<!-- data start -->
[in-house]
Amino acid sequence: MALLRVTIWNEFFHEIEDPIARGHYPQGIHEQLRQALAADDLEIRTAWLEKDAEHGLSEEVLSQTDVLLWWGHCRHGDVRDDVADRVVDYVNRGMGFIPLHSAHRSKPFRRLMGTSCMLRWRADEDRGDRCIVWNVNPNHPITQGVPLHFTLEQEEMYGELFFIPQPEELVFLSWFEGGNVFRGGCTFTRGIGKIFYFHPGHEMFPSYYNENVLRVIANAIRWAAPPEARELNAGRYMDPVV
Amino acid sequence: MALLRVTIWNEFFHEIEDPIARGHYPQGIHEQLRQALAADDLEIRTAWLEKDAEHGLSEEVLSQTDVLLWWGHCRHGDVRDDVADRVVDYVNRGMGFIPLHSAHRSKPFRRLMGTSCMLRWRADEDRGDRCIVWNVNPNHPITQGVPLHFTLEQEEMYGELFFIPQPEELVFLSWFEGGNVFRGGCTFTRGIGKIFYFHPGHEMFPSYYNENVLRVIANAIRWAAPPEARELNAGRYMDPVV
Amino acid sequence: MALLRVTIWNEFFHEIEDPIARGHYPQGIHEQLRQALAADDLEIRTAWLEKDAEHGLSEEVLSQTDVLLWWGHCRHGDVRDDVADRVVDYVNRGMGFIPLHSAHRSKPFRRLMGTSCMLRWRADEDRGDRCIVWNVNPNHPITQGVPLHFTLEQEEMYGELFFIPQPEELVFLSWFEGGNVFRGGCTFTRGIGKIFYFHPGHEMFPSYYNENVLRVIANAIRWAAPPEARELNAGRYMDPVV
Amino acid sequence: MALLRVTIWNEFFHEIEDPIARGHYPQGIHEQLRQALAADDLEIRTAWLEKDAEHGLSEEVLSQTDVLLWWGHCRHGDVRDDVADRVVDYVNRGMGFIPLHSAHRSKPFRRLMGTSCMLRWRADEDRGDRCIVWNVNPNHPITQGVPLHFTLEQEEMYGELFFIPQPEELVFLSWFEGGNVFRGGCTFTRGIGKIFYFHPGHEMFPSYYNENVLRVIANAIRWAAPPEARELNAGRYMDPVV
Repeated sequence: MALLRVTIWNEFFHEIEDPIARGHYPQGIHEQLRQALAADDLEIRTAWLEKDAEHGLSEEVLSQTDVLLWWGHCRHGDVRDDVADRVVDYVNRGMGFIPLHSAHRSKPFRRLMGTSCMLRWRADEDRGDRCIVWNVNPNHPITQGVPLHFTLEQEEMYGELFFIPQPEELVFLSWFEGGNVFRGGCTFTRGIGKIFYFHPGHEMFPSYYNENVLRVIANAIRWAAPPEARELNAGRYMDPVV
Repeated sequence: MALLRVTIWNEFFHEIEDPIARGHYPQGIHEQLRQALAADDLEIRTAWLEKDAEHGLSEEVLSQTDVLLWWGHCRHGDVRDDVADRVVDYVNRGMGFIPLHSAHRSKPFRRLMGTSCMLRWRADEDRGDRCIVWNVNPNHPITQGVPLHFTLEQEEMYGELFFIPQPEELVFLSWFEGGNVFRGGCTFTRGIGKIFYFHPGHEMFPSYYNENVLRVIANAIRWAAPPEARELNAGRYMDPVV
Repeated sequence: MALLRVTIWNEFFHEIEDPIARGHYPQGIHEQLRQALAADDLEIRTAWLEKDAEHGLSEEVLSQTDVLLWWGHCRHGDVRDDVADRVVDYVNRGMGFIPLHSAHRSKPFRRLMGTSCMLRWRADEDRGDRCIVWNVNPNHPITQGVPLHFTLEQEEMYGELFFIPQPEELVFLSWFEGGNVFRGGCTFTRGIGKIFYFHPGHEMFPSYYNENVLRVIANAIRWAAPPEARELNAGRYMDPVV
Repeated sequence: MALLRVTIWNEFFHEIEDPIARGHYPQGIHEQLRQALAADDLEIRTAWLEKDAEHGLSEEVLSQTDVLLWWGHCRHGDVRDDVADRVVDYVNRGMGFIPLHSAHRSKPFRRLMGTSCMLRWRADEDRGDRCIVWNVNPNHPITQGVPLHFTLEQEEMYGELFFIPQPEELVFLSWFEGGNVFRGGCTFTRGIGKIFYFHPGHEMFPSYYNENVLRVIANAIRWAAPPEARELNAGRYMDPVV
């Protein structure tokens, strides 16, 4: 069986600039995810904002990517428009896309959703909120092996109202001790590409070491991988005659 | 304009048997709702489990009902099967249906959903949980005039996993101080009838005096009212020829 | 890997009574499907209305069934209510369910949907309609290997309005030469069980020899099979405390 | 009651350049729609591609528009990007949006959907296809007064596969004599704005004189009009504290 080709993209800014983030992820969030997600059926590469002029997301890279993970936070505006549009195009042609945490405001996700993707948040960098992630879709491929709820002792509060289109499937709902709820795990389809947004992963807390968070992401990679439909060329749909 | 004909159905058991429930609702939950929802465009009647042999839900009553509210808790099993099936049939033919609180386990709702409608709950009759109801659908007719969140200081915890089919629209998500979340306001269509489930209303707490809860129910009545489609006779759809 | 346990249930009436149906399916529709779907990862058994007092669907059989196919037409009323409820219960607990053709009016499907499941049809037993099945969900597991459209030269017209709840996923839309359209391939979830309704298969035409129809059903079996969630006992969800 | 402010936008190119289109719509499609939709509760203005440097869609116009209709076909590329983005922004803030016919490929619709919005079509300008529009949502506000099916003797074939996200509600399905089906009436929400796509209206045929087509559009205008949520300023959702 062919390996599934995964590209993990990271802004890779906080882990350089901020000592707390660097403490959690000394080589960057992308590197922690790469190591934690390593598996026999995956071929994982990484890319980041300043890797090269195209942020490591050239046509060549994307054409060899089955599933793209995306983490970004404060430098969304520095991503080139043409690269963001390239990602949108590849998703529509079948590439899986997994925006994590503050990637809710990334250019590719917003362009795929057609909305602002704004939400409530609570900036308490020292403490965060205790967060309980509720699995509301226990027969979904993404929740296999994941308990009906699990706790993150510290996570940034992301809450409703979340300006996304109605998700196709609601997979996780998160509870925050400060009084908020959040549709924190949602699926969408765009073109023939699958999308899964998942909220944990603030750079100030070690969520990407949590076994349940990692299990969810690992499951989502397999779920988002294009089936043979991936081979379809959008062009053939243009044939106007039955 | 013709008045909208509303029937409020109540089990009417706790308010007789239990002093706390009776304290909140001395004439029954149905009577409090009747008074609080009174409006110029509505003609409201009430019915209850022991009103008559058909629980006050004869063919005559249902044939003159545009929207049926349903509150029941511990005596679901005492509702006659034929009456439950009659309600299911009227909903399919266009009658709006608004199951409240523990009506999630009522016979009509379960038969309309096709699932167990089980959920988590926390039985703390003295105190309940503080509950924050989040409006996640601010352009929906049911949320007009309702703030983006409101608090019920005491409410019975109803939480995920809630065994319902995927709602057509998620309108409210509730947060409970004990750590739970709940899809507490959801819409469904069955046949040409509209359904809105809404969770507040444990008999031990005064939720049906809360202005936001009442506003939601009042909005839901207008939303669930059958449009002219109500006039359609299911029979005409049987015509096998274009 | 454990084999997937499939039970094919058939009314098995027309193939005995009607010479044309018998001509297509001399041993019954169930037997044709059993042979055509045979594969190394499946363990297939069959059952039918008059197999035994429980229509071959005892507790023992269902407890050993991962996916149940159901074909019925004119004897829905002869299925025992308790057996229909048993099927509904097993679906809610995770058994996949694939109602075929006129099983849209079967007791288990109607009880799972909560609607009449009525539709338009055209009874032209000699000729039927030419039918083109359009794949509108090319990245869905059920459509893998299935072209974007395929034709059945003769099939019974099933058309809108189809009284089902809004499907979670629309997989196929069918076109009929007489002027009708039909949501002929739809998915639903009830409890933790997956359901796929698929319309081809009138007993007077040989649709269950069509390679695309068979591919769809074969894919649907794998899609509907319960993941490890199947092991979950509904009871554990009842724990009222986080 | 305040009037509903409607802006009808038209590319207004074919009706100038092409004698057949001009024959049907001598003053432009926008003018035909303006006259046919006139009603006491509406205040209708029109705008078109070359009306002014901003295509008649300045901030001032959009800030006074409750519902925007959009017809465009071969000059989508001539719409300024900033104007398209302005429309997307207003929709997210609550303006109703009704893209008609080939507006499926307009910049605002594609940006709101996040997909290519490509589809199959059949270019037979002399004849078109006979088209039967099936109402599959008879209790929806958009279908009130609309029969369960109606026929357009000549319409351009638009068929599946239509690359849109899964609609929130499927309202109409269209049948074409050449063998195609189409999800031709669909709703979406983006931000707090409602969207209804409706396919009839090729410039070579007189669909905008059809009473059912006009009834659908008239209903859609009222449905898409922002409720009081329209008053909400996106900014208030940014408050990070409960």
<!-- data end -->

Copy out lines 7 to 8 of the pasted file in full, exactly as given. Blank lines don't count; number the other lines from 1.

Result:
Repeated sequence: MALLRVTIWNEFFHEIEDPIARGHYPQGIHEQLRQALAADDLEIRTAWLEKDAEHGLSEEVLSQTDVLLWWGHCRHGDVRDDVADRVVDYVNRGMGFIPLHSAHRSKPFRRLMGTSCMLRWRADEDRGDRCIVWNVNPNHPITQGVPLHFTLEQEEMYGELFFIPQPEELVFLSWFEGGNVFRGGCTFTRGIGKIFYFHPGHEMFPSYYNENVLRVIANAIRWAAPPEARELNAGRYMDPVV
Repeated sequence: MALLRVTIWNEFFHEIEDPIARGHYPQGIHEQLRQALAADDLEIRTAWLEKDAEHGLSEEVLSQTDVLLWWGHCRHGDVRDDVADRVVDYVNRGMGFIPLHSAHRSKPFRRLMGTSCMLRWRADEDRGDRCIVWNVNPNHPITQGVPLHFTLEQEEMYGELFFIPQPEELVFLSWFEGGNVFRGGCTFTRGIGKIFYFHPGHEMFPSYYNENVLRVIANAIRWAAPPEARELNAGRYMDPVV